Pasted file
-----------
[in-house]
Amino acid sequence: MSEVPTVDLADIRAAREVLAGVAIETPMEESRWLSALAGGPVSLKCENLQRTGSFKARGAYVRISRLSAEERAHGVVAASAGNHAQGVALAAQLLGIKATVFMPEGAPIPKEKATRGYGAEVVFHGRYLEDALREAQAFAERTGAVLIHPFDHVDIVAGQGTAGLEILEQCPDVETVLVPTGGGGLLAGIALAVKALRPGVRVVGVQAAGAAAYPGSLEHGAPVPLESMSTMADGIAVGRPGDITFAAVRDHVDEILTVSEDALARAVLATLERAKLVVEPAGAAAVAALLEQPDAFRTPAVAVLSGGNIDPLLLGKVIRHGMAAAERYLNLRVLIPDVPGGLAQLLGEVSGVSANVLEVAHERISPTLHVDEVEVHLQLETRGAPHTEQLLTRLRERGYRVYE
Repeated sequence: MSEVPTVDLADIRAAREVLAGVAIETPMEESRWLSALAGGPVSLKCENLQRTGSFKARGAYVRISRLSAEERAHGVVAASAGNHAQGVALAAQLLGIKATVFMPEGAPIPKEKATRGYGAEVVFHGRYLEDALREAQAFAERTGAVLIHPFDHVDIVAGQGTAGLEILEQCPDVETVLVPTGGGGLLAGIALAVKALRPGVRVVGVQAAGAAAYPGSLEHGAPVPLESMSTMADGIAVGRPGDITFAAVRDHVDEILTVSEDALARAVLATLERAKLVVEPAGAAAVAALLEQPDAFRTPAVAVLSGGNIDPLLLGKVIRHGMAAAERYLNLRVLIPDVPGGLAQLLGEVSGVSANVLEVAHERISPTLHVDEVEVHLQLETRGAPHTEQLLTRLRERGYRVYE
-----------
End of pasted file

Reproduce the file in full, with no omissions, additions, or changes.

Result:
[in-house]
Amino acid sequence: MSEVPTVDLADIRAAREVLAGVAIETPMEESRWLSALAGGPVSLKCENLQRTGSFKARGAYVRISRLSAEERAHGVVAASAGNHAQGVALAAQLLGIKATVFMPEGAPIPKEKATRGYGAEVVFHGRYLEDALREAQAFAERTGAVLIHPFDHVDIVAGQGTAGLEILEQCPDVETVLVPTGGGGLLAGIALAVKALRPGVRVVGVQAAGAAAYPGSLEHGAPVPLESMSTMADGIAVGRPGDITFAAVRDHVDEILTVSEDALARAVLATLERAKLVVEPAGAAAVAALLEQPDAFRTPAVAVLSGGNIDPLLLGKVIRHGMAAAERYLNLRVLIPDVPGGLAQLLGEVSGVSANVLEVAHERISPTLHVDEVEVHLQLETRGAPHTEQLLTRLRERGYRVYE
Repeated sequence: MSEVPTVDLADIRAAREVLAGVAIETPMEESRWLSALAGGPVSLKCENLQRTGSFKARGAYVRISRLSAEERAHGVVAASAGNHAQGVALAAQLLGIKATVFMPEGAPIPKEKATRGYGAEVVFHGRYLEDALREAQAFAERTGAVLIHPFDHVDIVAGQGTAGLEILEQCPDVETVLVPTGGGGLLAGIALAVKALRPGVRVVGVQAAGAAAYPGSLEHGAPVPLESMSTMADGIAVGRPGDITFAAVRDHVDEILTVSEDALARAVLATLERAKLVVEPAGAAAVAALLEQPDAFRTPAVAVLSGGNIDPLLLGKVIRHGMAAAERYLNLRVLIPDVPGGLAQLLGEVSGVSANVLEVAHERISPTLHVDEVEVHLQLETRGAPHTEQLLTRLRERGYRVYE